The mayoral portion of Clearwater’s All Candidates Forum had candidates Merlin Blackwell and John Kreke taking questions from the audience on economic development and turning a portion of Dutch Lake into a park.
When asked by an audience member if either candidate would support having a team research what Clearwater needs to boost its economy, both gave a positive response.
“Yes, absolutely; that’s part of social and economic development. Talking about making (Clearwater) a great place to live, and at the same time doing economic development, finding those jobs and finding those businesses that need filling,” said Blackwell.
“There are a lot of businesses in this town that are quietly for sale, we know this, and that’s a good place to start, but we also see gaps everywhere. There are a lot of things we can use, especially as things we can expand, and I think with a little research, a committee like that would do wonders on a couple of fronts.”
Kreke agreed to promoting economic development, also suggesting the Chamber of Commerce may be a good organization to take on the task.
He said it’s an easy issue to present to the chamber and possibly have the group head such a committee.
“Let the district do what they need to do, but quite frankly that falls into economic development, so I think it’s a really easy (question) to say yes to,” Kreke said.
When the topic of Dutch Lake came up, one resident asked if it was possible to form an ad hoc committee that could consist of council members, as well as those from the public, to drum up funds and make the northwest corner of the area into a park in order to keep it from being developed.
Both candidates agreed with each other on this as well, collectively saying it would be difficult for council to take on too much of the project; however, if the public was able to do the lion’s share of the fundraising, than the possibility could be there.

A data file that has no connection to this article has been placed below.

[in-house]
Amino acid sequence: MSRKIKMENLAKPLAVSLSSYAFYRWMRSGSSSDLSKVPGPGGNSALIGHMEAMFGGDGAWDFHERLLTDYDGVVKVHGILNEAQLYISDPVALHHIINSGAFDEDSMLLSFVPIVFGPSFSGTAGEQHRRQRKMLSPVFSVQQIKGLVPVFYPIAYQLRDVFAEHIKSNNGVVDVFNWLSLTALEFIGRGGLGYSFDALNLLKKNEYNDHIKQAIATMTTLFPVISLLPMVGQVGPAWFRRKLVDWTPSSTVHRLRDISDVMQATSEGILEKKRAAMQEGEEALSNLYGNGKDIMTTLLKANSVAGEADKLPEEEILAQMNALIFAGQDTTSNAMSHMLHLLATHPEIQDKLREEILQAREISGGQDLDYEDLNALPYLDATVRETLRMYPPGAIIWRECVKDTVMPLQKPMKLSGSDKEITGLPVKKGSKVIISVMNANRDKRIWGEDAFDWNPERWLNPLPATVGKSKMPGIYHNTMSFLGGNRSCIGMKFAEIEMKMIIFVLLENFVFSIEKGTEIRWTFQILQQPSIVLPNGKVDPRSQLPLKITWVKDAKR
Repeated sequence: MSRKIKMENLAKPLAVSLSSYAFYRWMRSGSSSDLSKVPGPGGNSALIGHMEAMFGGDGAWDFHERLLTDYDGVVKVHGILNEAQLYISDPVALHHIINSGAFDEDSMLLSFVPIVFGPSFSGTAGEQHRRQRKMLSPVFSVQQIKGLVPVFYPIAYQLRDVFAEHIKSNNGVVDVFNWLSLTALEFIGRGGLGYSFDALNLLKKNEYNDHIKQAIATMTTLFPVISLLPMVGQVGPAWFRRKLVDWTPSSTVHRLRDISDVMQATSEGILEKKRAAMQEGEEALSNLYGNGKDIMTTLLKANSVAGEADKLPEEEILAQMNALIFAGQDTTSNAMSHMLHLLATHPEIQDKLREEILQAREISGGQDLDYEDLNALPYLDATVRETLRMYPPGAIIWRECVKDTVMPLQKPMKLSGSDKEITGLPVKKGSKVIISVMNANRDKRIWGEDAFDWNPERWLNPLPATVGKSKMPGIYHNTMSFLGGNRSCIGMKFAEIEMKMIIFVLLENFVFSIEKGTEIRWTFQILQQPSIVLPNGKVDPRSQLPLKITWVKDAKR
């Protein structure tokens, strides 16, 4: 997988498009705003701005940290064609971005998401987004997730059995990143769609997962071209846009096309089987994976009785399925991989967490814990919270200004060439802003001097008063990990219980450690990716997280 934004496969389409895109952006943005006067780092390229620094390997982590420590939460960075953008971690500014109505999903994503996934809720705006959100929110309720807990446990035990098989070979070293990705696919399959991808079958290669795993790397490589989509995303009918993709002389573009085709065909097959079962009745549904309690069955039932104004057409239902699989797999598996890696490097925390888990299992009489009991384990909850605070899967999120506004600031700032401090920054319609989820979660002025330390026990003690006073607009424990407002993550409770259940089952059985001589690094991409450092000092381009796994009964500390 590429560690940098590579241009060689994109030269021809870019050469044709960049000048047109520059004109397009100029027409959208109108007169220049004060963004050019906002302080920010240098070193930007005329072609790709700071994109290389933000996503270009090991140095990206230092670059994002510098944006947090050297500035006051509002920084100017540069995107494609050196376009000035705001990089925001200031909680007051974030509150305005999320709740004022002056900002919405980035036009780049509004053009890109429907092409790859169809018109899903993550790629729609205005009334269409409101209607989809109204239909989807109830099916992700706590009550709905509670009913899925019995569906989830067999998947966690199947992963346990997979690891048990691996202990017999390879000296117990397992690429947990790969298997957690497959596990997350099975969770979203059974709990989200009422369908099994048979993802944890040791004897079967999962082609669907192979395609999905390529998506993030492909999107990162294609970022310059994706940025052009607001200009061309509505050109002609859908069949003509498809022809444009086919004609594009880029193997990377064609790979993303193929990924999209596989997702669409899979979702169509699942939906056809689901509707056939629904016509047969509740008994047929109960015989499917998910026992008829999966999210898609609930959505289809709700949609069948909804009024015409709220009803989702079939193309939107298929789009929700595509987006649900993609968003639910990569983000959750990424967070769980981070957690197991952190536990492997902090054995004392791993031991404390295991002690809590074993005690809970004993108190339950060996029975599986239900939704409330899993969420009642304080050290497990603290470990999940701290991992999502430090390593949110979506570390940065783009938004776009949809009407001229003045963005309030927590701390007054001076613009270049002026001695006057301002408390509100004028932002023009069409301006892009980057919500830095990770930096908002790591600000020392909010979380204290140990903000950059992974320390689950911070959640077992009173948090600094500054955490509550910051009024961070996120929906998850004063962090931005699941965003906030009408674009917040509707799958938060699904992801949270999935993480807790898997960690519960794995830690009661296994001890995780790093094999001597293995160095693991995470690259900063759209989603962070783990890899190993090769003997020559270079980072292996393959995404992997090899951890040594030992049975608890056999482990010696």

“There are so many pressures on the dollars inside the district,” said Kreke.
“I’d love to see an ad hoc committee go out and find some money, but I’ve spoken to some of those (Dutch Lake advocate) members and they seem like they just want to dump it on council; I think it won’t go very far unless the community really gets behind it and starts to push and say, ‘We really want this.’ If there are big numbers and they really want it, you’ll get support from council.”
Blackwell then echoed his political opponent, saying if a large enough community group was formed and raised the vast majority of funds, council would be more likely to respond positively to the idea.
“It’s a tough one, but the more money the community can bring to the table, the easier it is for council to jump in and make a decision,” he said.
Others in the audience wondered how the new council could cut through the red tape that often hinders new businesses from setting up shop in Clearwater and both candidate responded with their takes on why this happens and how to address it.
“I think everybody would love to cut through the red tape, but if you’re not ready to deal with it it can be very overwhelming,” said Kreke, adding the list of organizations that need to be consulted before land development can take place is also often quite extensive.
“There are a lot of challenges. I think the current council has done pretty well on that, but I’m sure you can sit down at a committee meeting and say, ‘Do we need this? Do we need that?’ I’m sure there are ways to reduce the red tape.”
Blackwell then added there are a lot of prospective developers who visit Clearwater to check the possibility of opening businesses, but just can’t make it work for various reasons.
“Maybe we need to look at a tax break area… I think it’s not a bad idea,” he said.
“(In certain areas) there are issues with development that make it a bit tougher, but once we get a bit of help here and there with some grants and some funding from the provincial government, we can make it a bit more tax friendly for… economic development.”